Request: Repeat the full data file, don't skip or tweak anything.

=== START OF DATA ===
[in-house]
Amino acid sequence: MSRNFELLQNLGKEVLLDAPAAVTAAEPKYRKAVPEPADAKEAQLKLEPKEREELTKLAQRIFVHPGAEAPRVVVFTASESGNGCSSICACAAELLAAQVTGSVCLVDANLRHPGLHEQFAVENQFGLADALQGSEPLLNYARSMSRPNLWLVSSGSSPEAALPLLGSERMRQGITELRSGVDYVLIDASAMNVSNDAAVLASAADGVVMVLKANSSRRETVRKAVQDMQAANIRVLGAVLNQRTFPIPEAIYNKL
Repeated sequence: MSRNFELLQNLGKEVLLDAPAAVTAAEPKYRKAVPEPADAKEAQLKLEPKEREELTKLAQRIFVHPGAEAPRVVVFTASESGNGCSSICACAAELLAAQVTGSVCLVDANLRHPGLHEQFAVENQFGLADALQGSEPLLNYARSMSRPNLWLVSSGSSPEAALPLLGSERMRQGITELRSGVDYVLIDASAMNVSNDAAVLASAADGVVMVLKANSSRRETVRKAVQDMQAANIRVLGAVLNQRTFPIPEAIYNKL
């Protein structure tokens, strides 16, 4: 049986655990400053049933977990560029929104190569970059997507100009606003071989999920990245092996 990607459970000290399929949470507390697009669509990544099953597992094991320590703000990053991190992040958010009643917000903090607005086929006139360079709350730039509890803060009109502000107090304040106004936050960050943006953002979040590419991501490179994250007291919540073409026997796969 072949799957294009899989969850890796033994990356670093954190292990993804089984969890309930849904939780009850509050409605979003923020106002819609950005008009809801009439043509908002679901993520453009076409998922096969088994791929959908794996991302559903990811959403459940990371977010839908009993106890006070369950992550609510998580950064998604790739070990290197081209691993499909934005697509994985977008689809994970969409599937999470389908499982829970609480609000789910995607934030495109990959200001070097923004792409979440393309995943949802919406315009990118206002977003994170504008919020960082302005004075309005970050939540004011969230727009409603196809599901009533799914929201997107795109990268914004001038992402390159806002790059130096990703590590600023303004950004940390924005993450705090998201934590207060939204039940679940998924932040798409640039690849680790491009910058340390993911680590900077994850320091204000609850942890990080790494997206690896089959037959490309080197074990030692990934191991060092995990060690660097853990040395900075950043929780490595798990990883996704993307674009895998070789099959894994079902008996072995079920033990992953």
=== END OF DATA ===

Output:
[in-house]
Amino acid sequence: MSRNFELLQNLGKEVLLDAPAAVTAAEPKYRKAVPEPADAKEAQLKLEPKEREELTKLAQRIFVHPGAEAPRVVVFTASESGNGCSSICACAAELLAAQVTGSVCLVDANLRHPGLHEQFAVENQFGLADALQGSEPLLNYARSMSRPNLWLVSSGSSPEAALPLLGSERMRQGITELRSGVDYVLIDASAMNVSNDAAVLASAADGVVMVLKANSSRRETVRKAVQDMQAANIRVLGAVLNQRTFPIPEAIYNKL
Repeated sequence: MSRNFELLQNLGKEVLLDAPAAVTAAEPKYRKAVPEPADAKEAQLKLEPKEREELTKLAQRIFVHPGAEAPRVVVFTASESGNGCSSICACAAELLAAQVTGSVCLVDANLRHPGLHEQFAVENQFGLADALQGSEPLLNYARSMSRPNLWLVSSGSSPEAALPLLGSERMRQGITELRSGVDYVLIDASAMNVSNDAAVLASAADGVVMVLKANSSRRETVRKAVQDMQAANIRVLGAVLNQRTFPIPEAIYNKL
């Protein structure tokens, strides 16, 4: 049986655990400053049933977990560029929104190569970059997507100009606003071989999920990245092996 990607459970000290399929949470507390697009669509990544099953597992094991320590703000990053991190992040958010009643917000903090607005086929006139360079709350730039509890803060009109502000107090304040106004936050960050943006953002979040590419991501490179994250007291919540073409026997796969 072949799957294009899989969850890796033994990356670093954190292990993804089984969890309930849904939780009850509050409605979003923020106002819609950005008009809801009439043509908002679901993520453009076409998922096969088994791929959908794996991302559903990811959403459940990371977010839908009993106890006070369950992550609510998580950064998604790739070990290197081209691993499909934005697509994985977008689809994970969409599937999470389908499982829970609480609000789910995607934030495109990959200001070097923004792409979440393309995943949802919406315009990118206002977003994170504008919020960082302005004075309005970050939540004011969230727009409603196809599901009533799914929201997107795109990268914004001038992402390159806002790059130096990703590590600023303004950004940390924005993450705090998201934590207060939204039940679940998924932040798409640039690849680790491009910058340390993911680590900077994850320091204000609850942890990080790494997206690896089959037959490309080197074990030692990934191991060092995990060690660097853990040395900075950043929780490595798990990883996704993307674009895998070789099959894994079902008996072995079920033990992953």